By Charlie Earl, 2010Libertarian Candidate for Ohio Secretary of State. Forwarded to IPR by Ohio LP chair Kevin Knedler.
On May 25th, 1787, a number of delegates assembled in Philadelphia for the expressed purpose of correcting some deficiencies in the Articles of Confederation, the national document of law and purpose for the United States of America. Some of the delegates, however, attended the convention with the intent to discard the Articles and to create a new governing structure. Two of the most eager proponents for a new document were Alexander Hamilton and James Madison…both of them politically skillful and forcefully passionate. As any non-public school or medrasa history will indicate, the movement to replace the Articles of Confederation won the day, and the Constitution of the United States was drafted, adopted and ultimately ratified with some reservations.
One of the components of the Constitution addressed the means and mechanisms for changing the document should the need arise. Thus, Article V was included, and it is printed below.
Article V – Amendment
The Congress, whenever two thirds of both Houses shall deem it necessary, shall propose Amendments to this Constitution, or, on the Application of the Legislatures of two thirds of the several States, shall call a Convention for proposing Amendments, which, in either Case, shall be valid to all Intents and Purposes, as part of this Constitution, when ratified by the Legislatures of three fourths of the several States, or by Conventions in three fourths thereof, as the one or the other Mode of Ratification may be proposed by the Congress; Provided that no Amendment which may be made prior to the Year One thousand eight hundred and eight shall in any Manner affect the first
Clauses in the Ninth Section of the first Article; and that no State, without its Consent, shall be deprived
of its equal Suffrage in the Senate.
At the present time there has been increasing public dissatisfaction with the failure of the Congress to abide by the Article 1, Section 8 enumerated powers, and by the profligacy and fiscal irresponsibility of the national legislative body. Some critics have proposed Constitutional amendments to require a balanced budget or to limit the number of consecutive terms that a congress person could hold office. While these ideas and others with similar goals may have merit, the effort by some to initiate an Article V convention could yield disastrous counterproductive results. It seems obvious to me that if our political class cannot be trusted to abide by their oath to obey the Constitution of the United States, we have no reason to suspect that they might restrain themselves when gathered together to manipulate the governing document of the land. It is presumed that the various delegates will be appointed by the state legislatures thus assuring that the careerist political class will protect their own interests. A run-a-way rewrite of the Constitution could legitimize all the current unconstitutional ills that we find so noxious. How can we trust them to do a better job of fixing something that they have willfully broken? That would be like asking the killer to do the forensic work.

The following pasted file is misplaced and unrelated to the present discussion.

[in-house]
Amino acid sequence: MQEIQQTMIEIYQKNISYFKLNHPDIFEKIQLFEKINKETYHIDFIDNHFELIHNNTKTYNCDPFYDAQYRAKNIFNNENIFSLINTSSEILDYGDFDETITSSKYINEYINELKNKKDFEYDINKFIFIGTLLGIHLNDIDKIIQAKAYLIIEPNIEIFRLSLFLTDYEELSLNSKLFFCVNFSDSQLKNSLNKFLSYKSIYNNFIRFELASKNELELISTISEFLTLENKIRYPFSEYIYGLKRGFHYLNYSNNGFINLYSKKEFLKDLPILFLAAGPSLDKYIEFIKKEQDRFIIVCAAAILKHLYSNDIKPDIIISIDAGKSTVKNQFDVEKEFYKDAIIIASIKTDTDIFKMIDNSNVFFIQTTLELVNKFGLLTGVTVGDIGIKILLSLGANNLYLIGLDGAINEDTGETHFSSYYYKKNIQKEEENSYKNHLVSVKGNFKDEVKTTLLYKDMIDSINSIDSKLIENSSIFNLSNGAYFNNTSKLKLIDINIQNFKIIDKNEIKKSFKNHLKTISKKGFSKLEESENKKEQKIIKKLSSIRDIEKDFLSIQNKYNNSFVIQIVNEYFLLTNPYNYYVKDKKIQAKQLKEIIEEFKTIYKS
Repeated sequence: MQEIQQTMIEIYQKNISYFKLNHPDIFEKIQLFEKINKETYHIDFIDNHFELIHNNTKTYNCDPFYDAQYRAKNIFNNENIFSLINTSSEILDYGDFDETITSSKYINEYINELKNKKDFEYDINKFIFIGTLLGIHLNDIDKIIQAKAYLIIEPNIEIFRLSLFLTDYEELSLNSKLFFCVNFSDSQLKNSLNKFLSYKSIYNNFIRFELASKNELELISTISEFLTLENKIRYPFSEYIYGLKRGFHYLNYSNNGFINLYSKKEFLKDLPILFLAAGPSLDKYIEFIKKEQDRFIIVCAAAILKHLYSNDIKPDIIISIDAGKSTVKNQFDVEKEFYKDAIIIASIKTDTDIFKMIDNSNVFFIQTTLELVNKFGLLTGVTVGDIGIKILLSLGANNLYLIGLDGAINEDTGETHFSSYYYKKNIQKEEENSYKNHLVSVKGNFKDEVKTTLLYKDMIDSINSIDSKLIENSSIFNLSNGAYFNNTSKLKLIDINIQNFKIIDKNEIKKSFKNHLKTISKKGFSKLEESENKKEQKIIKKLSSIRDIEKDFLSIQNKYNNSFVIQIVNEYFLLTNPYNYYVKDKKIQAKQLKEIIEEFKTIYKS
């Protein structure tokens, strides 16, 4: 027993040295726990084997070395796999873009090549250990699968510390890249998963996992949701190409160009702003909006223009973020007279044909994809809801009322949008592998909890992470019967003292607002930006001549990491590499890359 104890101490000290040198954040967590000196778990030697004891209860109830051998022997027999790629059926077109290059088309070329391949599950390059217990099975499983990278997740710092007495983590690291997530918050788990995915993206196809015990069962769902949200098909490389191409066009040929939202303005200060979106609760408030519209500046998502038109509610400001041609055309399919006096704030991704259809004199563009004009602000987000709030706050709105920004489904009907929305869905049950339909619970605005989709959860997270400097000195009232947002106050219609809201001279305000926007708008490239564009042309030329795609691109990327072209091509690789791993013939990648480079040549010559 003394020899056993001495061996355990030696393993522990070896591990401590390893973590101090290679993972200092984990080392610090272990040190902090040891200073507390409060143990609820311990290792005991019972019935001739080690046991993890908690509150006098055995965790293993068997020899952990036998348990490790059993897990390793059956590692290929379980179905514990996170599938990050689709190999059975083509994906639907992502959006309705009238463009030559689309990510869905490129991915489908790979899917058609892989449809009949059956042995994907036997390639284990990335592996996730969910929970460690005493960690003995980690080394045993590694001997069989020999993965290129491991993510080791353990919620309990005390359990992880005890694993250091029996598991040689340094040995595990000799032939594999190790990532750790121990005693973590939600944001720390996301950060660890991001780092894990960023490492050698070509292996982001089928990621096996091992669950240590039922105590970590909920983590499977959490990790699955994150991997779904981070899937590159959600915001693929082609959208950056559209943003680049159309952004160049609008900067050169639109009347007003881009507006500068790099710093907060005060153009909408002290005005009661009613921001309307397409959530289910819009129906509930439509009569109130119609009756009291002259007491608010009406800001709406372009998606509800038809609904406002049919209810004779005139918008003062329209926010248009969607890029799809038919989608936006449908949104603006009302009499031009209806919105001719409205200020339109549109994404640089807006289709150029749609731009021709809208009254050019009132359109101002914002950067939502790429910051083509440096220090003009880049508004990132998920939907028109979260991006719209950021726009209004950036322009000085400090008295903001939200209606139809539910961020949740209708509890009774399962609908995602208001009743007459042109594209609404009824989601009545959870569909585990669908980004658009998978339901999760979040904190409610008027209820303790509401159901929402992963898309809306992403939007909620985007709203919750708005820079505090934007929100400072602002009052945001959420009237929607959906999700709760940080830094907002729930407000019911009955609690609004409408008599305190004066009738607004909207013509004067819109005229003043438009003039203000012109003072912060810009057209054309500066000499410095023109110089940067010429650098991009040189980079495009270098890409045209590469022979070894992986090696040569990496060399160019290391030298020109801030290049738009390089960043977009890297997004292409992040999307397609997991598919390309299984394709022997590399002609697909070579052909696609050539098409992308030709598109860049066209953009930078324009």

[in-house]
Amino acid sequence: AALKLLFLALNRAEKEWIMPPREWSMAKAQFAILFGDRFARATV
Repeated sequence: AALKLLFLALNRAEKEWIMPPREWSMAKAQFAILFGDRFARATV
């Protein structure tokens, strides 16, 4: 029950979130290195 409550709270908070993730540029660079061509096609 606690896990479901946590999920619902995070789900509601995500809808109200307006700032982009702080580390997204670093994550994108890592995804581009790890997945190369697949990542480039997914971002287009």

While I sense that in a perfect world, a constitutional convention (con-con) could be called for a specific purpose to address systemic failures at the national level; our states haven’t performed much better through their yielding to the federal mandates. Thus, I DO NOT TRUST the state political leadership or whomever they might appoint as delegates to carry out the will of the people. In sum, if we are to amend the Constitution, then it appears to me that the more laborious process of the individual states considering and debating whether or not to ratify a particular measure remains our best and safest process. The people can have a greater impact during a state-by-state ratification procedure than we would have if a convention suddenly ran amok.
As an addendum to this discussion, allow me to add that I will never support a “balanced budget amendment” unless it includes a prohibition on taxes and fees increasing and/or a limit to percentage of GDP for government spending. Even with these prohibitions or exemptions I remain skeptical. I do not trust government accounting when they measure the GDP, and they always find new clever ways to pick our pockets. Finally, the “con-con” has the potential to do great harm and could provide the cover for career politicians to formalize and legalize the very practices they use today.